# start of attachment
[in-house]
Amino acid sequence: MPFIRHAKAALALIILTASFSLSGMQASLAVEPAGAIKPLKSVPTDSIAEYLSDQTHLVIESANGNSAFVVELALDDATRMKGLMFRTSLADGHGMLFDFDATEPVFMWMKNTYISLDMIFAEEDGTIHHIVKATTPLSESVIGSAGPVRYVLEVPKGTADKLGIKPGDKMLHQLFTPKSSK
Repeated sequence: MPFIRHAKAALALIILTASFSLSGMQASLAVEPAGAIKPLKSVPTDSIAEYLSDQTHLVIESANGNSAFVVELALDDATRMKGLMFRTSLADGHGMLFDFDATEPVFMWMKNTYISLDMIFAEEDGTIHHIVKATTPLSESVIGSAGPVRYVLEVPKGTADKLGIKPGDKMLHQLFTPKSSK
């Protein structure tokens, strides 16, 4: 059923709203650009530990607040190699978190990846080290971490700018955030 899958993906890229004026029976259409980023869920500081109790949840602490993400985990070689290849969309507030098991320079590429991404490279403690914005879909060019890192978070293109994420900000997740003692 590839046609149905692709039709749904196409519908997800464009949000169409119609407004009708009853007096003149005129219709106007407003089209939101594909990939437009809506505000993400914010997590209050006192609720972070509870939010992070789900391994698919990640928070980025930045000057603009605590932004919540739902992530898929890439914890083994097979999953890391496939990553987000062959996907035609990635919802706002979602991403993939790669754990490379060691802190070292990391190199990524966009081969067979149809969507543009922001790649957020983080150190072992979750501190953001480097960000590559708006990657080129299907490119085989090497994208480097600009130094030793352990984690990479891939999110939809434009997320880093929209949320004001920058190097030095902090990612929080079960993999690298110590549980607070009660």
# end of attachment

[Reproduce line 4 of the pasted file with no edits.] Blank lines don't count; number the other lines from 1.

């Protein structure tokens, strides 16, 4: 059923709203650009530990607040190699978190990846080290971490700018955030 899958993906890229004026029976259409980023869920500081109790949840602490993400985990070689290849969309507030098991320079590429991404490279403690914005879909060019890192978070293109994420900000997740003692 590839046609149905692709039709749904196409519908997800464009949000169409119609407004009708009853007096003149005129219709106007407003089209939101594909990939437009809506505000993400914010997590209050006192609720972070509870939010992070789900391994698919990640928070980025930045000057603009605590932004919540739902992530898929890439914890083994097979999953890391496939990553987000062959996907035609990635919802706002979602991403993939790669754990490379060691802190070292990391190199990524966009081969067979149809969507543009922001790649957020983080150190072992979750501190953001480097960000590559708006990657080129299907490119085989090497994208480097600009130094030793352990984690990479891939999110939809434009997320880093929209949320004001920058190097030095902090990612929080079960993999690298110590549980607070009660």